Monday, August 17, 2009

Thomas Edison - The Universal Exposition, Paris 1900

Paris - Highlighting the Pavilions and Sites of the Universal Exposition of 1900

Rummaging round my computer I found I had quite a lot more Thomas Edison footage of Paris in 1900 at the time of the Universal Exposition ...

So I thought I indulge myself - and try your patience - and put together another small video of some of the various bits I have.

Each of the titled photos below is for a section of the film ...

Eiffel Tower from the Trocadero Palace

La Place de l'Opera

L'Esplanade des Invalides

Les Champs de Mars and the Eiffel Tower 1

Les Champs de Mars and the Eiffel Tower 2

Dancing in Les Champs de Mars

Ascending the Eiffel Tower

So - again - sit back ... you know the drill by now!



  1. Nick,

    What a WONDERFUL film, poignant, evocative, and it sets off so many avenues of thought. (Superb music, by the way.) Like your post below on London, I found myself wondering about the stories of the people glimpsed--what were they thinking, feeling? What would happen to them? In a few years their society was going to be pretty much destroyed, which makes these pix all the more precious. How I wish I could sit down in a cafe and talk with them. Their world was so very, very different from ours.

    Thanks for these marvelous reminders about that world. So, Nick, were you -- in a past life -- the cute guy mugging for the camera?

  2. Not just okay but great!!!!

  3. hey paul in NYC

    i have exactly some of the reactions as you've had to the footage

    tho i think i'm probably over-using the music (Dmitri Shostakovich's Romance from The Gadfly Suite - could it have been in 3 posts to date?)! but is seems to match so well at least the mood evoked when i watch that long gone world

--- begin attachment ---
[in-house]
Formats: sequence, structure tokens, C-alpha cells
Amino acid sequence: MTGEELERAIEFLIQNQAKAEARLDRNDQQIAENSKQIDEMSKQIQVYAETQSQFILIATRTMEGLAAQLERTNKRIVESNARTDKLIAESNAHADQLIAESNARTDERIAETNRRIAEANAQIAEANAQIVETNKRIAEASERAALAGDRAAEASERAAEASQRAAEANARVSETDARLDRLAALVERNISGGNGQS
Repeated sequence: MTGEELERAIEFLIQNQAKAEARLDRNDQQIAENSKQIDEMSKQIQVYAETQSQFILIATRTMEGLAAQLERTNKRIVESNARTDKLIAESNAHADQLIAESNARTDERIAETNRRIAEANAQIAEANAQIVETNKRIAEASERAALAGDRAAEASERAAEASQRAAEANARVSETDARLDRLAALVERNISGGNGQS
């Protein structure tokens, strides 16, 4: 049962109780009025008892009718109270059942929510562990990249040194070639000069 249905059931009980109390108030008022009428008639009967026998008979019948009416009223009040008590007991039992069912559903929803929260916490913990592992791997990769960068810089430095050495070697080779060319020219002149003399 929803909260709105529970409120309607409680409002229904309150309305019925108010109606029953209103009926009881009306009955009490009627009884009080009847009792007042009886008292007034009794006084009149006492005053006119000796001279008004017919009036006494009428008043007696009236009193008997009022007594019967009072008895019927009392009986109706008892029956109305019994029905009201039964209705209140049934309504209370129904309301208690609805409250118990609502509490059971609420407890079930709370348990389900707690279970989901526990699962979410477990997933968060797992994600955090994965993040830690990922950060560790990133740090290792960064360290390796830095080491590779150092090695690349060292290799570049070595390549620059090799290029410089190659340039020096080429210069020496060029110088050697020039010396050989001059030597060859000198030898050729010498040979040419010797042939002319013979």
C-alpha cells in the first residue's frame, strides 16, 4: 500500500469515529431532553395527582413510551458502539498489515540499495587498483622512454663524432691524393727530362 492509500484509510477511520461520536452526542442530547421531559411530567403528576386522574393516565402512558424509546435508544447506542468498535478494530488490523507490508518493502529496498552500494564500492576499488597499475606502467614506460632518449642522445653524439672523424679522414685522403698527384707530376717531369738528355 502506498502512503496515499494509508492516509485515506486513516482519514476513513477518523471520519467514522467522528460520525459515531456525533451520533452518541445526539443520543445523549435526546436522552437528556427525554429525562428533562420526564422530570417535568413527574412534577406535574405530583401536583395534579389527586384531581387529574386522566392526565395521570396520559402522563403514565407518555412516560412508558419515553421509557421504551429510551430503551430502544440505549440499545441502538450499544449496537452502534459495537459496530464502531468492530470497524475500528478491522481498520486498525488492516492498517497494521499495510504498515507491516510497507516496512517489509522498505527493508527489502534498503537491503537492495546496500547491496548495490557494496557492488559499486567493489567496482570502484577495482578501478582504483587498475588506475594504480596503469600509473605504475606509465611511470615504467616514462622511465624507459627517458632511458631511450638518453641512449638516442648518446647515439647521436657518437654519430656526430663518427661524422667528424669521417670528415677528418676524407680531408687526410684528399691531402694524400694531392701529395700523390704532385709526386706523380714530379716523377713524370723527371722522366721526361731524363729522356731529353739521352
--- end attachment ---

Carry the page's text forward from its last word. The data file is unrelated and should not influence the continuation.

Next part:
i lived in paris as a late teenager so i have this angle on the film too - my own nostalgia - over-layed with a more general one

    and it IS so hard not to wonder about the lives of those you see there - their reactions particularly to the camera have a spontaneity that makes them more immediate and real to us now - and this provokes more speculation about their lives for me

    actually i hadn't thought of the poignancy of the imminence of WW1 which swept so much of this world away - you make a very interesting point here! and one that's a bit like demise of the Old South in the States in the aftermath of the Civil War

    and you recognized me! - sadly, if the truth were known, i was probably some hoary old Charles Darwin type - sour faced and with long white bearded - from birth!!!

    good to hear from you again



  4. hey wit

    thanks for your lovely appreciation - i've looked over this post more times than i should and the warm smugness it engenders in me will no doubt be punished by the gods who look out for examples of the sin of pride!




  5. hey guys

    meant debussy's 'claire de lune'!

    need that coffee to get the brain to kick in!